Mark Ellis
Portlandia finally says no
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By Mark Ellis
May 30, 2011

Portland's education lobby hit Multnomah County taxpayers with a double whammy in the latest installment of its long-running drama, "We need more money, again."

That money was to come from a property tax hit that would have levied a figure north of $300 annually against the average household. In pricier enclaves, the tax hike would have raised annual property taxes upwards of $1000 a year.

By the kind of margin that gives voter integrity advocates night fits, Portland said no, 51 to 49 percent.

First came the request, attached to a May 17 special election, for 548 million dollars to address the deteriorating condition of the county's school infrastructure. If approved, the bond would have enabled extensive refurbishments and upgrades, including a handful of complete teardowns and rebuilds. It was the largest local government bond proposal in state history.

Then came the public relations blitz. Canvassers fanned out over the neighborhoods, racking up thousands of volunteer hours with young children in tow. Glossy mailers messaged the usual mantra, "It's for the kids." The television campaign would have earned Barbara Boxer's stamp of approval.

One commercial showed a professional-looking hard-hat type, representative of the connected developers and contracting firms looking to get a piece of the action. In reassuring tones he promised strict oversight of the funds collected, a litany all too familiar to Portland's remarkably generous tax base, and all too often drowned out later in recriminations about woefully underestimated actual costs.

The intended TV coup de grace was a typical progressive appeal to emotion. A series of video vignettes featured schoolchildren in the schools pointing to leaking pipes and damaged doors. In one cute-as-hell spot a worried-looking lass mispronounced the word asbestos.

Over a million dollars was spent by the proponents of the measure. The opposition relied on grassroots activism and an on-air drumbeat provided by local conservative talkers Lars Larson and Victoria Taft.

Only eighteen months earlier, in another special election, Multnomah County had worked its confiscatory magic on the Beaver State, providing the electoral edge that green-lighted what many called a job-killing tax on corporations and high earners. The effects of that bitter election are still resonating like a bad vibe over Oregon's economic prospects.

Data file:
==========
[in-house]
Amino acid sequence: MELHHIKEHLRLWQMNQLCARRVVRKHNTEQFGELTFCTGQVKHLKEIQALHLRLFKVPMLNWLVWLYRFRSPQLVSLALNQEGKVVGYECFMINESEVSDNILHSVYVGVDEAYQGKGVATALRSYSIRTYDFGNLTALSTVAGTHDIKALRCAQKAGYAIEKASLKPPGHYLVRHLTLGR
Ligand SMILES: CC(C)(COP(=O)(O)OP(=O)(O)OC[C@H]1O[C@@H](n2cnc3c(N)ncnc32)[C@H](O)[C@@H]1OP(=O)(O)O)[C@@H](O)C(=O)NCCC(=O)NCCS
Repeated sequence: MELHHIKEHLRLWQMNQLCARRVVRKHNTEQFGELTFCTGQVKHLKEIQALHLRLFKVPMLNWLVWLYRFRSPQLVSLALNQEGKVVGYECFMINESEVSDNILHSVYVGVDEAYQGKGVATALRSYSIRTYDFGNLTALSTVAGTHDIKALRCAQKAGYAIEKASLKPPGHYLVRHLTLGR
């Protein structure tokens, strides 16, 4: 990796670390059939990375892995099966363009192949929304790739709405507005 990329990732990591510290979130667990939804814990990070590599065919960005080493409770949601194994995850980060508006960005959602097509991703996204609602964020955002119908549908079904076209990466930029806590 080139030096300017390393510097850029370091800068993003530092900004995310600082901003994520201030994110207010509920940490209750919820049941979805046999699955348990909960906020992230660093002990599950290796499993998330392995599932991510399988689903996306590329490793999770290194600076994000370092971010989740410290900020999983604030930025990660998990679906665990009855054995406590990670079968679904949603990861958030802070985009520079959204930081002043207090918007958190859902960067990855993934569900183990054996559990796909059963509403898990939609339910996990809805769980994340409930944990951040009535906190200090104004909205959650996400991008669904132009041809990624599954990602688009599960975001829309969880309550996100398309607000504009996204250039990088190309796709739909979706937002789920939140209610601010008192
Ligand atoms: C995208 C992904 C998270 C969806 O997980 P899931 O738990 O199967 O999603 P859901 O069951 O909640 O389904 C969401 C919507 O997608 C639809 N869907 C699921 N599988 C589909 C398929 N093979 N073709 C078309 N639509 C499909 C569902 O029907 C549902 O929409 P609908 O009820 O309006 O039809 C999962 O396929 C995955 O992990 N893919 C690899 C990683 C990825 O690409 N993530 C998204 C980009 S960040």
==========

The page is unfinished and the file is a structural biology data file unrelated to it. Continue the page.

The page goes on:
And here were the teachers unions, this time joined by a phalanx of designers, engineers, pipe layers and sheetrock hangers, asking for money again. After a long election night in which the No votes dominated early and a late surge of Yes votes proved to be a computer vote-count glitch, struggling home and business owners could finally breathe a sigh of relief.

New schools would not be built, additions would not be made, and those leaky pipes and damaged doors would have to be repaired using the cash on hand, if at all.

The post mortem conducted by Portland big-government elites was predictable. They pointed to a 19 million operating levy that voters did approve, and vowed to repackage the block-busting property tax and submit it again.

Meanwhile, as Oregon's economy stumbles along, citizens are putting off home improvement projects, postponing all but essential maintenance, and staying in the houses they can afford. Those are the lucky ones.

Does the failed bond represent a tipping point? In this town, which up to now has rarely met a school tax it wouldn't approve, the answer will come sooner rather than later.

© Mark Ellis

 

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